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Power-to-X

Global potentials bundled in new atlas for the first time

04. August 2021

Great hopes rest on synthetic fuels produced with green hydrogen. They are to replace fossil energies in industry, transport and other areas: Power-to-X is considered a key technology. But where could the CO2-neutral fuels be produced sustainably, at what cost and in what quantity - and what are the costs of exporting them? This is now presented in detail in the first global PtX atlas by the Fraunhofer Institute for Energy Economics and Energy System Technology (IEE).

Hydrogen © pixabay

Hydrogen © pixabay

Power-to-X-Atlas

Many regions of the world offer good conditions for the production of green hydrogen as well as regeneratively generated synthetic fuels. The Power-to-X Atlas shows in detail how large the respective potentials are. The evaluation of the technical and economic potential is based on extensive analyses of, for example, land availability and weather conditions. Factors such as local water availability, nature conservation, investment security or transport costs are also taken into account. The PtX Atlas is available online .

In their study, the experts focused on locations outside the European economic area. The PtX Atlas was created as part of the "DeVKopSys" project funded by the German Federal Ministry for the Environment. The aim of the project is to scientifically investigate development paths in the transport sector that are compatible with the climate policy goals of the German government in feedback with other sectors of the energy system.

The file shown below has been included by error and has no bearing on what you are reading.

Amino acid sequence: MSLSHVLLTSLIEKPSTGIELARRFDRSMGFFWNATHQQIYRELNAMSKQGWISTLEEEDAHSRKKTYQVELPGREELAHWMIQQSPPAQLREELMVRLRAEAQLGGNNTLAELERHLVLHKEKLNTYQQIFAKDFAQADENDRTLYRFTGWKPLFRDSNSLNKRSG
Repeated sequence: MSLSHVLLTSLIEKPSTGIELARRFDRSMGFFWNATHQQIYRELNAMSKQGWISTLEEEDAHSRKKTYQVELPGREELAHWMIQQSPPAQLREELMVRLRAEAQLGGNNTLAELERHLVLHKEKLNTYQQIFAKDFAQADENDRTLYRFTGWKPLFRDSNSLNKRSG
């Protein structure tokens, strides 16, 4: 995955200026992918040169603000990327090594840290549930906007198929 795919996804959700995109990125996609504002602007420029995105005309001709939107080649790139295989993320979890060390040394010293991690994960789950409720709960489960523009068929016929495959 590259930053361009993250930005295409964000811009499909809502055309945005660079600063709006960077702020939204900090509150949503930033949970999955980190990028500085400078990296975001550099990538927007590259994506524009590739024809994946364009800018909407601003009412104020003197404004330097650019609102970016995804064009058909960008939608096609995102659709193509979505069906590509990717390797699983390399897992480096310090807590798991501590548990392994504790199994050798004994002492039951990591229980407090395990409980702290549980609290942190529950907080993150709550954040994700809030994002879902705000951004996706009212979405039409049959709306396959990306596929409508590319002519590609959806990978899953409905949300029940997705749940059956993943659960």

"Our atlas shows that in many regions of the world, large quantities of PtX energy carriers can be produced regeneratively and exported in the long term - although there are definitely considerable differences from location to location," says Norman Gerhardt, Head of Energy Economics and Systems Analysis at Fraunhofer IEE, but he qualifies: "Despite the great potential, green hydrogen and green synthetic fuels can only ever be supplementary." Increasing energy efficiency and the direct use of renewable electricity must always be a priority, he says.

"With the atlas, interested parties can, among other things, call up the areas that could be considered for PtX, the full load hours and possible generation quantities that can be achieved there, the respective production costs for the different PtX energy carriers as well as the costs for their transport to Europe," explains Maximilian Pfennig from Fraunhofer IEE, who developed the PtX atlas.